The responses show that the amount of initial money provided by central government would not have been enough to meet the demand for around 50% of English councils – let alone nationwide.
The union body estimates that in early January there was a £28 million shortfall for the discretionary scheme – a gap that remains today despite recent additional funding.
5. Michael Gove has admitted that post-Brexit trade problems are not just “teething problems” but “significant issues” that could risk livelihoods.
Commenting, the SNP’s newly appointed International Trade spokesperson, Drew Hendry MP, said: “After a month of the Tory government insisting that the huge issues exporters and hauliers have faced at the border are just ‘teething problems’, it seems that finally a UK minister has taken his head out of the sand and is waking up to the reality that their bad Brexit deal is having a real and devastating impact on real people and businesses.
He added: “We can only hope the rest of the Cabinet will follow and action is taken to protect people’s livelihoods and businesses. The UK government must immediately suspend fines, introduce a grace period for exporters and hauliers and make good on the Prime Minister’s promise to deliver compensation for businesses affected by the trade difficulties.
“It is wrong that Scotland’s industries, workers and ultimately, consumers are paying the price for a Tory Brexit it didn’t vote for, as well as the hubris, lies and broken promises that just keep coming from Boris Johnson, Michael Gove and the rest of the UK Cabinet.”
4. The government has been defeated for a second time in the House of Lords on a key amendment to its Trade Bill.
This Tuesday, the House of Lords voted for an amendment to the Bill which would give parliament powers to scrutinise future trade agreements.
The government’s defeat comes after MPs voted down a similar amendment in the House of Commons in January, with the Lords having sought to ensure parliamentary scrutiny was a requirement for trade agreements when it last debated the Bill in December.
Campaigners claim that without the Trade Bill being amended in this way, the government could sign trade deals behind closed doors without MPs or the public being able to see the details of them. They also allege that this could mean elements of the NHS could be included in trade agreements without parliament being given a say.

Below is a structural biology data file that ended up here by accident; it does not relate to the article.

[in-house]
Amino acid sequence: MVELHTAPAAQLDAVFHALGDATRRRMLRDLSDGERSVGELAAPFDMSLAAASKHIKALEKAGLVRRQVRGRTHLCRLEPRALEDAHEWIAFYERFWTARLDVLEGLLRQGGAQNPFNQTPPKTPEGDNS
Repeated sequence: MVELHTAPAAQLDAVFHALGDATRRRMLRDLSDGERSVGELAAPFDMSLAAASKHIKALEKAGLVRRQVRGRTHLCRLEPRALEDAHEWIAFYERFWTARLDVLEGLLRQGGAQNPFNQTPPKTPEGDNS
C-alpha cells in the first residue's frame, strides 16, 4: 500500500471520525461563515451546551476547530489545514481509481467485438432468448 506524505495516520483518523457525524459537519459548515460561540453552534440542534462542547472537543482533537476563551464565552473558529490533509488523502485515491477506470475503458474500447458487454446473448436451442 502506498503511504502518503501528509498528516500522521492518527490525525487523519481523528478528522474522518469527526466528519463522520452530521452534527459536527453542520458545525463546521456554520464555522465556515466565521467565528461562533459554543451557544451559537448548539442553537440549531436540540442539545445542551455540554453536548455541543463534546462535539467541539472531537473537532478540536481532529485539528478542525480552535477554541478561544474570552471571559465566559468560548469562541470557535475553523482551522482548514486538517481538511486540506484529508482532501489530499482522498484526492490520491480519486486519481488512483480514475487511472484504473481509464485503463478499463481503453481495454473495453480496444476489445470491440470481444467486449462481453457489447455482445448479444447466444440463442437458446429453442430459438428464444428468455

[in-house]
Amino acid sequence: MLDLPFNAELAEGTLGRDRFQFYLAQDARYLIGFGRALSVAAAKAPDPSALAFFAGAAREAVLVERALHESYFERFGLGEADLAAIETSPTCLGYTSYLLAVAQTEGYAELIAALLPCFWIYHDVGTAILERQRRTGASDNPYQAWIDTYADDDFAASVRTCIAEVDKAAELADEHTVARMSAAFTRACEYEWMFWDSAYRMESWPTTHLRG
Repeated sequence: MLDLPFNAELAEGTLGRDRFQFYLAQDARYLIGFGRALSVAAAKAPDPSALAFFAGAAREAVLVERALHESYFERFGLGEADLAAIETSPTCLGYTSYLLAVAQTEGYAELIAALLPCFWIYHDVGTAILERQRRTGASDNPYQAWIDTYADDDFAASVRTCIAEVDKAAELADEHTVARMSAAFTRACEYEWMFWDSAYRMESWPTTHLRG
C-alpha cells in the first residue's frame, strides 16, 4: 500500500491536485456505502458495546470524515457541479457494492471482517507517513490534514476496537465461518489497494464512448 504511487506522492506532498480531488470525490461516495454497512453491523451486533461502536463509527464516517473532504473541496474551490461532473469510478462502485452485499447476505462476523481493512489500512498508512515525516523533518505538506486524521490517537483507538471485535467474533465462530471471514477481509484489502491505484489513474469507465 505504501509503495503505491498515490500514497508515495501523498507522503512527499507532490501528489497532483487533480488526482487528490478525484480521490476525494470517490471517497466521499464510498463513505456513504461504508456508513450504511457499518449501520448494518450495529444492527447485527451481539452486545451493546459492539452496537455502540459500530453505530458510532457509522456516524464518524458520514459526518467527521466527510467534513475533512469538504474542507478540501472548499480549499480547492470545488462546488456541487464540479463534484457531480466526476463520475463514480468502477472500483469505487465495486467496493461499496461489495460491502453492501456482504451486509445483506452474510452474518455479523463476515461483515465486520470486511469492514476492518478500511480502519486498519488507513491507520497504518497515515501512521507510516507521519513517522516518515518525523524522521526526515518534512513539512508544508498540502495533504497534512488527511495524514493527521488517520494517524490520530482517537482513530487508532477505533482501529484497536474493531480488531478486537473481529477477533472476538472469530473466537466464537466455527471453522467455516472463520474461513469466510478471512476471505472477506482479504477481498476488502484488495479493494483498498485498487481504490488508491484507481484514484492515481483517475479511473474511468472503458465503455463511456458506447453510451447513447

We Own It – the campaign for public ownership of public services – has been campaigning for 18 months to protect the NHS from trade deals and ensure that trade deals aren’t signed in secret.
Speaking on the House of Lords’ vote, We Own It campaigner Johnbosco Nwogbo said: “Without this amendment being written into the Bill, we could see our NHS carved up and sold off behind closed doors without parliament or the public knowing about it, and being powerless to stop it. It’s now time for MPs to do the right thing and back this amendment too, so that parliament can ensure that our NHS is not on the table in a trade deal with the USA or any other country.”
The Trade Bill will now return to the House of Commons, where MPs will vote to accept or reject the amendments made by the House of Lords.
3. Green London mayoral candidate Sian Berry has pledged to back a ‘Green London Living Wage’ of £14 an hour for workers and apprentices of all ages if elected as the Mayor of London.
Greens say the pandemic has exposed how few savings people have to rely on during hard times. The old method of calculating the London Living Wage used to have a ‘rainy day’ buffer, but it was removed from the calculations in 2016.
Currently the Government’s Living Wage is set at £8.72 while the Living Wage Foundation calculates that a London Living Wage ought to be set at £10.85. In 2022-23, these hourly rates are projected to be set at £9.02 and £11.10 respectively.
The so-called Green London Living Wage would give Londoners an extra £2.90 an hour in 2022 at a rate of £14.00. Berry has pledged to pay all GLA employees at this rate at minimum, and work across London to bring as many employers into accreditation as Living Wage employers, including those offering apprenticeships.
2. A new Prisons Inspectorate report, which draws on survey responses given by children in secure training centres and young offender institutions, reveals how they felt unsafe, were exposed to violence and self-injury, and were spending long periods locked inside their cells even before the Covid-19 pandemic began.
Frances Crook, Chief Executive of the Howard League for Penal Reform, said: “When a child is in trouble with the law, we should do all we can to keep them safe, guide them away from crime and help them to thrive. Here, in their own words, children are telling us that prisons do the opposite.
“These survey responses, from before the pandemic, are the latest in a long line of requests for help from the tens of thousands of boys and girls who have been brutalised, abused, and denied basic amenities such as education and exercise in prisons over the last 40 years of failure. Even the simplest human decency, to be free from adult violence, is denied these children.”
1. Labour to Win, a pro-Starmer group within Labour, is calling for a change of culture in the party.
In a statement being signed by party members, the group said: “Labour’s culture is too inward-looking, too factionalised and divided, too acrimonious and too negative. As our Deputy leader Angela Rayner said to the Fabian Society conference, ‘At the Labour party, we’re attacking each other. We’ll do the damage for ourselves.’ If we want to win the next General Election, we need to stop damaging each other. Our behaviour should reflect our values as democratic socialists and social democrats.”
The group has set out a series of principles and recommendations for reducing factionalism in the party.
Josiah Mortimer is co-editor of Left Foot Forward.